Linux or Mac OS X could be used as a development platform. The following packages should be preinstalled:

  • bison
  • byacc
  • flex
  • libelf
  • libfuse

On Ubuntu, you can install it by command:

sudo apt-get install bison byacc flex libelf-dev libfuse-dev

Download GNU C compiler zip package (ie for LINUX) from :

Unpack and install the compiler:

sudo unzip pic32-tools-*.zip -d /usr/local

Get RetroBSD sources from repository:

git clone

Source roadmap:

bin User commands
etc Template files for /etc
include System include files
lib System libraries
libexec System binaries
sbin System administration commands
share Shared resources
src Sources of commands and libraries
sys Kernel sources
tools Build tools and simulators


To compile the kernel and build a filesystem image, run:

cd retrobsd
make cleanall

A resulting root filesystem image is in file `filesys.img`. A kernel is in file `unix.hex` in your target board subdirectory.

By default, the system is configured for the Max32 board. To select another target board, edit a top-level Makefile and change a TARGET value under section “Select target board”:

    TARGET ?= $(UBW32)       # for the UBW32 board with USB console
    TARGET ?= $(UBW32UART)   # for the UBW32 board with UART console
    TARGET ?= $(MAXIMITE)    # for the Maximite board
    TARGET ?= $(EXPLORER16)  # for the Explorer 16 board
    TARGET ?= $(STARTERKIT)  # for the PIC32 USB or Ethernet Starter Kit
    TARGET ?= $(MAX32)       # default
    TARGET ?= $(MAX32ETH)    # for the MAX32 with Ethernet Shield support
    TARGET ?= $(DUINOMITE)   # for the Duinomite board
    TARGET ?= $(DUINOMITEUART)   # for the Duinomite with UART console
    TARGET ?= $(PINGUINO)    # for the Pinguino-Micro board
    TARGET ?= $(DIP)         # for the DIP board
    TARGET ?= $(MMBMX7)      # MikroElektronika multimedia board for MX7

You can also change a desired filesystem size and swap area size, as required. Default is:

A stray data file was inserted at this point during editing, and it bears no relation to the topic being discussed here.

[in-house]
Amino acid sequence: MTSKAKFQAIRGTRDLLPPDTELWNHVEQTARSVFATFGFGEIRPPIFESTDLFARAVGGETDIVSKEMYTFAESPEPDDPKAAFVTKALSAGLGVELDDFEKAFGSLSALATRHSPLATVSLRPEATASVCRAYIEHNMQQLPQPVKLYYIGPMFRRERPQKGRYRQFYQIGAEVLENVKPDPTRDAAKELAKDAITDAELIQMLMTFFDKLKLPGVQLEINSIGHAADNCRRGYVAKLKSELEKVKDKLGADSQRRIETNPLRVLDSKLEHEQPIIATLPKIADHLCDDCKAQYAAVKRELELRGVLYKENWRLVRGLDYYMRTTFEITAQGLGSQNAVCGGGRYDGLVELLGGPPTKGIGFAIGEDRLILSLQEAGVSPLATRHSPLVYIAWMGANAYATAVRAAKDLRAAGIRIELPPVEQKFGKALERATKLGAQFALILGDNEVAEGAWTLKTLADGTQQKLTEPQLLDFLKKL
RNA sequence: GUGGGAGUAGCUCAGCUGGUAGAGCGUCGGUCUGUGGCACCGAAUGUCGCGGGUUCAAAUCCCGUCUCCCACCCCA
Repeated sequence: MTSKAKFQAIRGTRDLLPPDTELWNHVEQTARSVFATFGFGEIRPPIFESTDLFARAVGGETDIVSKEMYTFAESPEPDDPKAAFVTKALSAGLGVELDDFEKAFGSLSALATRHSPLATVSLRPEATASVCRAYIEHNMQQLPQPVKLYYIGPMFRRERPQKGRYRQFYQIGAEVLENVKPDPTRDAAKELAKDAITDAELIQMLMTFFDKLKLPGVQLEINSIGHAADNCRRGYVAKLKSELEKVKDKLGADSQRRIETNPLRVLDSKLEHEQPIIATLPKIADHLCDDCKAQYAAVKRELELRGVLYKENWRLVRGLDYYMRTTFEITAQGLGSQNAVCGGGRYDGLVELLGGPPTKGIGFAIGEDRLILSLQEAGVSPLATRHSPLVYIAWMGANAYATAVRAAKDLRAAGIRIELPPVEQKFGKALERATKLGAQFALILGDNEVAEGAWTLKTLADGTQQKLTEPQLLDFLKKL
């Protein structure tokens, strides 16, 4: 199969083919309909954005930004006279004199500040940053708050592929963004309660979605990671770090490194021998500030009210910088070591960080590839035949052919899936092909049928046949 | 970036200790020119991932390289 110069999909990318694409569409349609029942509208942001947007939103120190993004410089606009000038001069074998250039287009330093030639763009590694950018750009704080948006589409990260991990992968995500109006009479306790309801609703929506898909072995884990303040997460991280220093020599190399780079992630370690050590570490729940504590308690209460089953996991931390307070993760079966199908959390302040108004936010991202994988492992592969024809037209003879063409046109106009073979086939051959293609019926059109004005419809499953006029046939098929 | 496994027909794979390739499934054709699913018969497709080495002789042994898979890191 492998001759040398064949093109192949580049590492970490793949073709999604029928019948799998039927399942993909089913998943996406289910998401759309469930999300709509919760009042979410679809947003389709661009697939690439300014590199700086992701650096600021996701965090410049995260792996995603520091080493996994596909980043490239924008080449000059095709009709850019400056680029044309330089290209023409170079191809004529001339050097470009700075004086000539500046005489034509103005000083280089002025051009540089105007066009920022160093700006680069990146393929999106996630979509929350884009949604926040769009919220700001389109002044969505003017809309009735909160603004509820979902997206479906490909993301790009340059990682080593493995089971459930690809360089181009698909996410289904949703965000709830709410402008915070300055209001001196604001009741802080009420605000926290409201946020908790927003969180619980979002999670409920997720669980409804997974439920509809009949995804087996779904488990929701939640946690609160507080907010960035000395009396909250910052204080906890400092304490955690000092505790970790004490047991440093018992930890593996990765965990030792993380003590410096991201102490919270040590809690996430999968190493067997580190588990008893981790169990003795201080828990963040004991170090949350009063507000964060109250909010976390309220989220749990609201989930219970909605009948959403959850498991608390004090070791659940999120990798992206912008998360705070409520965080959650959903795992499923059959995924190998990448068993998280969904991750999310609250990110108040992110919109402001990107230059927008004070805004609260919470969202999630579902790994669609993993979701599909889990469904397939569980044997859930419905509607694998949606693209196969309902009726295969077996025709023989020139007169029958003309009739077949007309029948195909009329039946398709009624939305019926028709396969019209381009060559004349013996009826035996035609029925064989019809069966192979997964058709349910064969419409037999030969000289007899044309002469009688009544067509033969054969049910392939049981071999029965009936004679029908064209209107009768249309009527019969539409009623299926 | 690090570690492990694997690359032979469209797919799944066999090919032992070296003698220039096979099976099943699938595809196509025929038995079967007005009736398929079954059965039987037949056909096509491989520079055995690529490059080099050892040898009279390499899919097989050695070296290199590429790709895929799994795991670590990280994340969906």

FS_KBYTES   = 16384
    SWAP_KBYTES = 2048

Filesystem image

You need to put a filesystem image on a SD card. On Windows, use Win32DiskImager utility. On Linux, run:

sudo dd if=filesys.img of=/dev/XYZ

Here `XYZ` is a device name of SD card, as recognized by Linux (sdb in my case)

Or, you have to set in the top-level Makefile (provided sdb is your sdcard device name under LINUX)

SDCARD          = /dev/sdb

and then

make installfs

Install kernel

Kernel image should be written to PIC32 flash memory. The procedure depends on a board used.

Max32 board:

Use avrdude utility from MPIDE toolchain.

cd sys/pic32/ubw32
$AVRTOOLS/bin/avrdude -C$AVRTOOLS/etc/avrdude.conf -c stk500v2 -p pic32 \
    -P /dev/tty.usbserial-* -b 115200 -v -U flash:w:unix.hex:i

Here you need to change AVRTOOLS path and tty name according to your system.

UBW32 board:

Use a pic32prog utility. Attach UBW32 board to computer via miniUSB connector J8. Press and hold PRG button, then press RESET button. Boot loader mode will start (blue, yellow and red LEDs lighting, white and green LEDs blinking). Run:

sudo pic32prog sys/pic32/ubw32/unix.hex

Use the bootload program for Windows:

Explorer 16 board:

There is an auxiliary PIC18 chip on the Explorer 16 board, which can be used as a built-in programmer device. You will need a PICkit 2 adapter to install a needed firmware, as described in this article (section “Hack #2: Lose the PICkit 2, Save $35”). This should be done only once. Then, you can use a pic32prog utility and a USB cable to install a kernel:

sudo pic32prog sys/pic32/explorer16/unix.hex
PIC32 Starter Kit:

Use PICkit 2 adapter and software to install a boot loader from file `sys/pic32/starter-kit/boot.hex`. This should be done only once. Then, you can use a pic32prog utility and a USB cable to install a kernel:

sudo pic32prog sys/pic32/starter-kit/unix.hex

Run RetroBSD

Install SD card into the board and press RESET button. RetroBSD will start and print a root prompt on a console port. Enter “root” as login name, and use empty password:

2.11 BSD Unix for PIC32, revision 470 build 1:
     Compiled 2012-02-05 by vak@Cobra.local:
phys mem  = 128 kbytes
user mem  = 96 kbytes
root dev  = (0,0)
console: port UART1
sd: port SPI4, select pins D3, D4
sd0: type I, size 16384 kbytes, speed 13 Mbit/sec
root size = 16384 kbytes
swap dev  = root, offset 65
swap size = 2048 kbytes
/dev/sd0: 236 files, 6665 used, 9654 free
Starting daemons: update 

2.11 BSD UNIX (pic32) (console)

login: root
Welcome to RetroBSD!
erase, kill ^U, intr ^C
# _


You can use a MIPS32 simulator to develop a debug a RetroBSD software, without a need for hardware board. By default, a simulator is configured to imitate a Max32 board. To build it:

cd tools/virtualmips

Run it:

cd retrobsd/tools/virtualmips

Configuration of simulated board is stored in file `pic32_max32.conf`.